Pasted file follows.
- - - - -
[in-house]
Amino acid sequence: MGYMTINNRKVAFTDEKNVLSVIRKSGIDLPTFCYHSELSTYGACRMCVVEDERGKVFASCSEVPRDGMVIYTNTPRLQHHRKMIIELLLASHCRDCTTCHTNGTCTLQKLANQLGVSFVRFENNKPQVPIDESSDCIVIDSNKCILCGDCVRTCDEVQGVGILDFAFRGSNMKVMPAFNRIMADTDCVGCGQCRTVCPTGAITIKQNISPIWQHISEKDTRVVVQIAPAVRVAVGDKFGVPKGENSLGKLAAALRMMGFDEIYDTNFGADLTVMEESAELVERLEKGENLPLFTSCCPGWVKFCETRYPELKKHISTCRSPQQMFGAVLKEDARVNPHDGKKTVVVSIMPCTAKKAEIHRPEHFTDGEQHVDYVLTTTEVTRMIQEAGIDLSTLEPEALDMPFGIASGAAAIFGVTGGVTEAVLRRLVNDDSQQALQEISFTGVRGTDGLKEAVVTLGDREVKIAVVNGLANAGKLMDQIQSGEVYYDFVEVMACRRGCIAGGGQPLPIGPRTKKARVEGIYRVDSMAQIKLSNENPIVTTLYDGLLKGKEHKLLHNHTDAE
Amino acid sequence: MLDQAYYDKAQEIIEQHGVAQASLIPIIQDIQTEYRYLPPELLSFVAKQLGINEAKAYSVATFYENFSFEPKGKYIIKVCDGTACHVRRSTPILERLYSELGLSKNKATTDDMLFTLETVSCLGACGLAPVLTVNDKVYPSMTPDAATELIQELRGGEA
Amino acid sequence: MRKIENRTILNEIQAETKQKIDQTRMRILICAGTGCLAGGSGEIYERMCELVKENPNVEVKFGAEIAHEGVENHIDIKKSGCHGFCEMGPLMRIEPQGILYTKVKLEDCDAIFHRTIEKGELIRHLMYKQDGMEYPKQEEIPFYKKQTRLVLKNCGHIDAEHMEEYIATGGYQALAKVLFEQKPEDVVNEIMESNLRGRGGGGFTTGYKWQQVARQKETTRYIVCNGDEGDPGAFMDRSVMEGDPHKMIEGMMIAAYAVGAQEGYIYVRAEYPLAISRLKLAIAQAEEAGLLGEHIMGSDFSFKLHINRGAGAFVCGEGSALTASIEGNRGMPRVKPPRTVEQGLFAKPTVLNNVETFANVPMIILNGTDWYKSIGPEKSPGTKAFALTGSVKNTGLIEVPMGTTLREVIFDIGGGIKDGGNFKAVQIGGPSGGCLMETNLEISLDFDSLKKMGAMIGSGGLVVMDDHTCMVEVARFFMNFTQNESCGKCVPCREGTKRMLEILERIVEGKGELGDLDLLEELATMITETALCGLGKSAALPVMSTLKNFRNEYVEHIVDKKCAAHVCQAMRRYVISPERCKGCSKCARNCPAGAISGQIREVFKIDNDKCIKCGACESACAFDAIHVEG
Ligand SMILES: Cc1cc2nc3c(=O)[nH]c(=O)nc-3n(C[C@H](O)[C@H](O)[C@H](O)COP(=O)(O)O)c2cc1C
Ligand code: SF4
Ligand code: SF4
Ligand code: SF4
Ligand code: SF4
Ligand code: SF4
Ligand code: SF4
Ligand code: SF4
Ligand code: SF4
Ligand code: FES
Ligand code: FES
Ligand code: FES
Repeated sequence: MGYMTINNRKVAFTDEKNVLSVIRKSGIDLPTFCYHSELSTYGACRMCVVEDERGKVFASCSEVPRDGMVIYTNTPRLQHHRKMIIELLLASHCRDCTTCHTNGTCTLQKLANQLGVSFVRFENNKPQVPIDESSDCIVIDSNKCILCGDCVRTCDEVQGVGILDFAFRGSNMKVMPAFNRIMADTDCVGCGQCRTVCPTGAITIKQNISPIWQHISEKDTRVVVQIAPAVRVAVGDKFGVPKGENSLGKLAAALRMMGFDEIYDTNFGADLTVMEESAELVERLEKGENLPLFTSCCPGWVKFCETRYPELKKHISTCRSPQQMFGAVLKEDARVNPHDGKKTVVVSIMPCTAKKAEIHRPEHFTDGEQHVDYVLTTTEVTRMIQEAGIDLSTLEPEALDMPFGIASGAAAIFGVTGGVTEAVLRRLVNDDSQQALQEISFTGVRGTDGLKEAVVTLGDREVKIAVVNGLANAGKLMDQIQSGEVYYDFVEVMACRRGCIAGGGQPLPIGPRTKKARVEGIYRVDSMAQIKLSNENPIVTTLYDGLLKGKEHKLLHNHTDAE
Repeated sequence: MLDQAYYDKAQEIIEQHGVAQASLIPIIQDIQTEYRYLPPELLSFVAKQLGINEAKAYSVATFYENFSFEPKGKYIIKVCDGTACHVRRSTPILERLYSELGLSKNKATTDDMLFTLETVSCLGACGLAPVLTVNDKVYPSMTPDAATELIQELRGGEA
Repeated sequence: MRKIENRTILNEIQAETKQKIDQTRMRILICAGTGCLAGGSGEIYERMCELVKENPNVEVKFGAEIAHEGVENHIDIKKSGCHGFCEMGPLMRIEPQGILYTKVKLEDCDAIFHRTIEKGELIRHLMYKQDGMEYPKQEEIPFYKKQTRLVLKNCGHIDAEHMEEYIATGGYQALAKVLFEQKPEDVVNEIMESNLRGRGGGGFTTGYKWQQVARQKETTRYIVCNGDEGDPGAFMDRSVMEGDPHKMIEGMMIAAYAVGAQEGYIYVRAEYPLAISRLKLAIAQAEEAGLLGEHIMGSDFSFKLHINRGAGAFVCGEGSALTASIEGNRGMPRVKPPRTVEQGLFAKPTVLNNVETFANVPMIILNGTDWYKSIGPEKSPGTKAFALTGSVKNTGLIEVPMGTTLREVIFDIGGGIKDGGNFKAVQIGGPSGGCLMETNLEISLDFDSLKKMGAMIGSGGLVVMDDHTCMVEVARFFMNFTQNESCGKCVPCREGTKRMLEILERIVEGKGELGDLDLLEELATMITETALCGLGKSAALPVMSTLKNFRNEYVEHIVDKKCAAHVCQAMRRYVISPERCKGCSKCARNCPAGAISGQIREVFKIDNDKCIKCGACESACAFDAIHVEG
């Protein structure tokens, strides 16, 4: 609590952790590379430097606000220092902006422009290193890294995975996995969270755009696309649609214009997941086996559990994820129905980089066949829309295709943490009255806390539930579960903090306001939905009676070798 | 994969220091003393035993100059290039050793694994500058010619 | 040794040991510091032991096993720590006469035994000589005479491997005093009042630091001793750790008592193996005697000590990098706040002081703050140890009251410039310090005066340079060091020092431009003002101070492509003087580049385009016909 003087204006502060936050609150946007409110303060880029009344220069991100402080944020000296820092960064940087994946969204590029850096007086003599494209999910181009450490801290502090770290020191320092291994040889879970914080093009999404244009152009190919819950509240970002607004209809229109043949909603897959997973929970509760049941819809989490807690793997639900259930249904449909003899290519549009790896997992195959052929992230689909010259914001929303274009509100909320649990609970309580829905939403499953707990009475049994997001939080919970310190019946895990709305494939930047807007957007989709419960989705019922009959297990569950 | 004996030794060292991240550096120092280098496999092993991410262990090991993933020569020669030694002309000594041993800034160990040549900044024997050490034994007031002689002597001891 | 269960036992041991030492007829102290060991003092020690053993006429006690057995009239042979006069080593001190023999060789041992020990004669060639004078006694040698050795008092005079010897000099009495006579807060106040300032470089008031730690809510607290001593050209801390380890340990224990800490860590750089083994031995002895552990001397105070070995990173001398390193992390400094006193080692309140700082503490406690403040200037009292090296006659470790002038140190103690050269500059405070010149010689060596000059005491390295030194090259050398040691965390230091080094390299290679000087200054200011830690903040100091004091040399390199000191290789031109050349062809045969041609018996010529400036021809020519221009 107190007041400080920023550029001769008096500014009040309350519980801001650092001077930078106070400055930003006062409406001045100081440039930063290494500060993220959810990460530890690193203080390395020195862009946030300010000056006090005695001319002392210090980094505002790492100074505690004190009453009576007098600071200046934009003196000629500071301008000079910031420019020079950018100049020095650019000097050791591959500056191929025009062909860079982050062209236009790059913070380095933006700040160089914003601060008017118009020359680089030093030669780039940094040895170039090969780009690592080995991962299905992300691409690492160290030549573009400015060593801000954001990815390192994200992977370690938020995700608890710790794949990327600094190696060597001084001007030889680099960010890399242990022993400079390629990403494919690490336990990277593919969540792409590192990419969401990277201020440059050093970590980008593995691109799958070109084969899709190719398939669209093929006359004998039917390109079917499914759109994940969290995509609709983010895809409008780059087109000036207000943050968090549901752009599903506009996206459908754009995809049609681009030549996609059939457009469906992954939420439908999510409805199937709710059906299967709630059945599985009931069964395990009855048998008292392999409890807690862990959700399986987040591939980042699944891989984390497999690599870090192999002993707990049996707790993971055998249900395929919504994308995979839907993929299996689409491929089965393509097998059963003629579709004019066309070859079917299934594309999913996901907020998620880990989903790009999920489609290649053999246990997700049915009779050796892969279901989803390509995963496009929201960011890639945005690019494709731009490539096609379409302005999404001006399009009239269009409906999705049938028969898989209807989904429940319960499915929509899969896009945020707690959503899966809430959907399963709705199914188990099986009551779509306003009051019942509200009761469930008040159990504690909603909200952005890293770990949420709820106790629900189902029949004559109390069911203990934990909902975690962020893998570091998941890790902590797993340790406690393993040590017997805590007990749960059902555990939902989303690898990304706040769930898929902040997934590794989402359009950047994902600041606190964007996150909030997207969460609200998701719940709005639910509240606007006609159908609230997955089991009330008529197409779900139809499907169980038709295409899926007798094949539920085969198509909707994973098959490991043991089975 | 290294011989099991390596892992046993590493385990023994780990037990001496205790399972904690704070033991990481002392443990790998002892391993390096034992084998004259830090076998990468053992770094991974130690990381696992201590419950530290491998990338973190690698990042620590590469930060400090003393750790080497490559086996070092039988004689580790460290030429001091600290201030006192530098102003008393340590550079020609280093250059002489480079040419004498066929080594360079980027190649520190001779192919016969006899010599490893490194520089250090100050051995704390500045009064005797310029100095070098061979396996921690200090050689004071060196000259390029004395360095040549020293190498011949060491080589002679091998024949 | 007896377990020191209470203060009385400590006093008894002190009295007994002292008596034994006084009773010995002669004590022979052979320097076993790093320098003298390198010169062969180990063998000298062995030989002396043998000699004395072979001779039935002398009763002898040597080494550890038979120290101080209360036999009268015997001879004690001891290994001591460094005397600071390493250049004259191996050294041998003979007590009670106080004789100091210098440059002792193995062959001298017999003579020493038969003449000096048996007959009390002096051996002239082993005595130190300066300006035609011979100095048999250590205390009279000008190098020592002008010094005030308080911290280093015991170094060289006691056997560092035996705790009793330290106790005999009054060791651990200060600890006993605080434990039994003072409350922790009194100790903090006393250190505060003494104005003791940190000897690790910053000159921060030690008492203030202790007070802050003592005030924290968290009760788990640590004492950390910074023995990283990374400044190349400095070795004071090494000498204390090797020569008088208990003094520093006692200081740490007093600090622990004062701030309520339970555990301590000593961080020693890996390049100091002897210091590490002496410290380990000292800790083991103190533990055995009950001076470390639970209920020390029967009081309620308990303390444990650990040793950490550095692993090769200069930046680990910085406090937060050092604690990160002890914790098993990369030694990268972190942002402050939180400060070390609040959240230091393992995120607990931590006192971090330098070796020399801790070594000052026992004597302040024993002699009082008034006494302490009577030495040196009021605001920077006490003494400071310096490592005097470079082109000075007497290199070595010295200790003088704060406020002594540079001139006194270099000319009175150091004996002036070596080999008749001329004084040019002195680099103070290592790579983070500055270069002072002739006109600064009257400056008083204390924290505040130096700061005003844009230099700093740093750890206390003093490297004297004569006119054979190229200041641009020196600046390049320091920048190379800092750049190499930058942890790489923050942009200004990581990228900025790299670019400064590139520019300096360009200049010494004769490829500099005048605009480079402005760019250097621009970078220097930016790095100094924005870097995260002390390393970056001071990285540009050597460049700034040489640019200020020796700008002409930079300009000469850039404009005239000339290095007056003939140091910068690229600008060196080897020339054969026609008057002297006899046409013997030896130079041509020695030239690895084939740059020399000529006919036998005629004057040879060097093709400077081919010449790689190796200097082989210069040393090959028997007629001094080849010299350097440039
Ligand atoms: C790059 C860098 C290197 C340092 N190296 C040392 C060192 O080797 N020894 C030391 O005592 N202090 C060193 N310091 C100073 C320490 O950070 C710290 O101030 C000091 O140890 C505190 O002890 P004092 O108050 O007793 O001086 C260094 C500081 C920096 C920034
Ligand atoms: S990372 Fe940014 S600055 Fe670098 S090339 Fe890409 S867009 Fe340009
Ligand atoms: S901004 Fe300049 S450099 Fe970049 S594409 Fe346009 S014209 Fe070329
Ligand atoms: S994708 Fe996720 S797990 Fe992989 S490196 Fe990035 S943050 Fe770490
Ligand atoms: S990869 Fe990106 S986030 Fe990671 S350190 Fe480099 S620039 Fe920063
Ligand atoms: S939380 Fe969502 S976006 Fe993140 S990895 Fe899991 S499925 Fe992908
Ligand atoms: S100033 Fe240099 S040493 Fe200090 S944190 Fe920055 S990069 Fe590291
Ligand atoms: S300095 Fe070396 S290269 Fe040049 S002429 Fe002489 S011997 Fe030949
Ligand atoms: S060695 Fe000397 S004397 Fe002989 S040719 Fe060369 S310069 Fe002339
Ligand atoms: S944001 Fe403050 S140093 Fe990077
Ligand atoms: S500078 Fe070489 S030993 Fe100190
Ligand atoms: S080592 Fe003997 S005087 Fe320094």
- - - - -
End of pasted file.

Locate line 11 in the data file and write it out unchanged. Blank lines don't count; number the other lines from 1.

Ligand code: SF4